The field of OCR, or Optical Character Recognition, has more than its fair share of acronyms floating around, but one of the most potentially exciting is ADRT.

The so-called Adaptive Document Recognition Technology of Abbyy FineReader 9.0 bucks the trend of most OCR programs, aiming to consider an entire document as a whole, instead of processing single pages individually.

Quick and simple

It works a treat with ADF (Auto Document Feed) scanners but is just as capable with regular flatbed scanners, so long as you don't mind feeding in successive pages manually.

The trick to FineReader's new holistic approach is that it's designed to identify all the salient points of a document's structure, including entities such as headers, footers, page numbering, columns, tables and graphics, as well as good old-fashioned blocks of body text.

Other OCR packages do this as well but the new edition of FineReader does a better job of rebuilding documents using native formatting commands from Word or Excel.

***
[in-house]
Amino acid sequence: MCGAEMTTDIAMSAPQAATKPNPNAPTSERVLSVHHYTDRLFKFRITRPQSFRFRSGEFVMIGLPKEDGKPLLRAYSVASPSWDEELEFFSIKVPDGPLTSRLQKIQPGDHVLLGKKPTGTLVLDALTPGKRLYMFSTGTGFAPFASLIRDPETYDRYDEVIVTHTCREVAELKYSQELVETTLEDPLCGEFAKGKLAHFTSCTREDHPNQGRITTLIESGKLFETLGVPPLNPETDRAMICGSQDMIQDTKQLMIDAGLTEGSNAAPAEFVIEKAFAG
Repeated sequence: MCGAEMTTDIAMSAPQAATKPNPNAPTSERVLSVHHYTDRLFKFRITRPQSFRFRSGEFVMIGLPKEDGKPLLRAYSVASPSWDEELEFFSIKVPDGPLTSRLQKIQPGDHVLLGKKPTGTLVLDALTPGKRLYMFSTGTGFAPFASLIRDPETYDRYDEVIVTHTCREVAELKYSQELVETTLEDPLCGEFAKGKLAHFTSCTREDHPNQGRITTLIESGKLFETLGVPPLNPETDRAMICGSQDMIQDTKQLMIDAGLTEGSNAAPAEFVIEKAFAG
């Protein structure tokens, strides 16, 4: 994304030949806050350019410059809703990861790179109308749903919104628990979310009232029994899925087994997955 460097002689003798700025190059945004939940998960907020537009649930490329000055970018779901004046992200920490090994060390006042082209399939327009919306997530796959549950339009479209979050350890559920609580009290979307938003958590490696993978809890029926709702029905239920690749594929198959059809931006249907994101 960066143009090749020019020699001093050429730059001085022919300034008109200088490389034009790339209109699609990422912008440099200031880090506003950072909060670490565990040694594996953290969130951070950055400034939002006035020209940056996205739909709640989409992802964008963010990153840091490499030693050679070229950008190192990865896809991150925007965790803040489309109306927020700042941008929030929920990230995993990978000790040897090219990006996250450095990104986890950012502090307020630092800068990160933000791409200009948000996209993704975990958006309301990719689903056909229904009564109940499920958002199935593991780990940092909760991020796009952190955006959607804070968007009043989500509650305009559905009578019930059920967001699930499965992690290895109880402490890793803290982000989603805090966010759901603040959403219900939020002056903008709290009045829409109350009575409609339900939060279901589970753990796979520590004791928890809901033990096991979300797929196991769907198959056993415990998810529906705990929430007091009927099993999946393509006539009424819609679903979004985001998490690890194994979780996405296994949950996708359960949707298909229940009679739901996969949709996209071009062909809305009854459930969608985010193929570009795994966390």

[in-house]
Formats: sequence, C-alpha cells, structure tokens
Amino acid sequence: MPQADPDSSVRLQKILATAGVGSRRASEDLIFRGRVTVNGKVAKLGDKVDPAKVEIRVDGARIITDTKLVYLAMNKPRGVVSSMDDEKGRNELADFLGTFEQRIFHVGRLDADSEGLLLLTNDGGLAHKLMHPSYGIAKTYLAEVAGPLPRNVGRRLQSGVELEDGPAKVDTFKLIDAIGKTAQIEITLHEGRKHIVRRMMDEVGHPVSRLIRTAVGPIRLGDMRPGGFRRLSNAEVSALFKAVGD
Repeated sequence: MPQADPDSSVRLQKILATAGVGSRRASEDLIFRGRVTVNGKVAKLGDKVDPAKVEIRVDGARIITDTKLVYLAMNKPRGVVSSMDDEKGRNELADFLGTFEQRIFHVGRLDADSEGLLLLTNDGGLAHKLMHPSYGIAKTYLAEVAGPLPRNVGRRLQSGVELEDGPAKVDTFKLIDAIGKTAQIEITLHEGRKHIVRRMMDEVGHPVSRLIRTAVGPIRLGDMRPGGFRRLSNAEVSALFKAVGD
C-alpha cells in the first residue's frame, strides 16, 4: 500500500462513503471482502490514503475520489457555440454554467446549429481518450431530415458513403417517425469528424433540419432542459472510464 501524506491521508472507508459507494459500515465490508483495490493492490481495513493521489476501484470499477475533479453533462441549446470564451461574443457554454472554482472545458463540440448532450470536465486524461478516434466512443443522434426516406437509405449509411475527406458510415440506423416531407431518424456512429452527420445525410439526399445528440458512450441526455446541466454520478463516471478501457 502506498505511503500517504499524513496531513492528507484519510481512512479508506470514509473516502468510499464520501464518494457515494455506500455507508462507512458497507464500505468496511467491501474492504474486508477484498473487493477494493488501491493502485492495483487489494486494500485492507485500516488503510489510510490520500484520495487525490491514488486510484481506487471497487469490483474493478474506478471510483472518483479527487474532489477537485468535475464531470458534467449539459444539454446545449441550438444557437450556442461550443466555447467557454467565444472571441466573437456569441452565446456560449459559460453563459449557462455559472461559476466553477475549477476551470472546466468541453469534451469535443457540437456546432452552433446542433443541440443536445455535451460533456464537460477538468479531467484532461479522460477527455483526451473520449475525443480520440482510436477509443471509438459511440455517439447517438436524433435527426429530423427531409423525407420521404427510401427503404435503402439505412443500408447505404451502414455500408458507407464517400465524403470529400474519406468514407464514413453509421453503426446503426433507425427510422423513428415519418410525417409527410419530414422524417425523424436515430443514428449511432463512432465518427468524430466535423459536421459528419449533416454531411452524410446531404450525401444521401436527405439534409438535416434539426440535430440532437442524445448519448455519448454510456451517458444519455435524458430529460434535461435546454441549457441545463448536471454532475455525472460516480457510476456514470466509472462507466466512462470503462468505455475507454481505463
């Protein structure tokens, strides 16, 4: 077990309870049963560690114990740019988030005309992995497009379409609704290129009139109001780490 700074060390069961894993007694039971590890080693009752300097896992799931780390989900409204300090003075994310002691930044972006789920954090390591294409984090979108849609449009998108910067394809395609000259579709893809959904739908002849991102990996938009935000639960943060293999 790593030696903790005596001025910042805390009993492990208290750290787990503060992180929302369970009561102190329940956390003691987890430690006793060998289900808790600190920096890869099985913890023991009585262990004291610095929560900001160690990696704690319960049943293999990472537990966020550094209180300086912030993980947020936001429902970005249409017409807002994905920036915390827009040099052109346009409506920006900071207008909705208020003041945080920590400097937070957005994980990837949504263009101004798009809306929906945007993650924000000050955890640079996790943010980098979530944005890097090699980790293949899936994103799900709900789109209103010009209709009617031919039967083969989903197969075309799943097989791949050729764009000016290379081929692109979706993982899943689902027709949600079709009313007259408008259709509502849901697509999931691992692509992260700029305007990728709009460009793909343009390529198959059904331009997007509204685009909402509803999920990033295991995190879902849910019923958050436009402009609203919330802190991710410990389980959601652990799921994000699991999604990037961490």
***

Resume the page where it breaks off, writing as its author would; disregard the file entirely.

It's a big time saver because once the OCR has been carried out, documents are pretty much ready to go, rather than requiring a bunch of random frames and text boxes to be reformatted on the hoof.

Added accuracy

ABBYY claims a rise in accuracy levels of 35 per cent for character recognition and 32 per cent for layout retention, compared with the previous edition of FineReader.

Our tests bore this out, although version 9 still isn't foolproof, occasionally misinterpreting some tables and graphics we threw at it.

Also noticeably better is the main OCR interface, which is more task-focused and offers one-click access to common jobs like converting scans, PDF files or even photos to Word or Excel files.

And for the finishing touch, output options include no less than five flavours of PDF files, including fully searchable PDFs, along with more workaday Office 2007 file format options.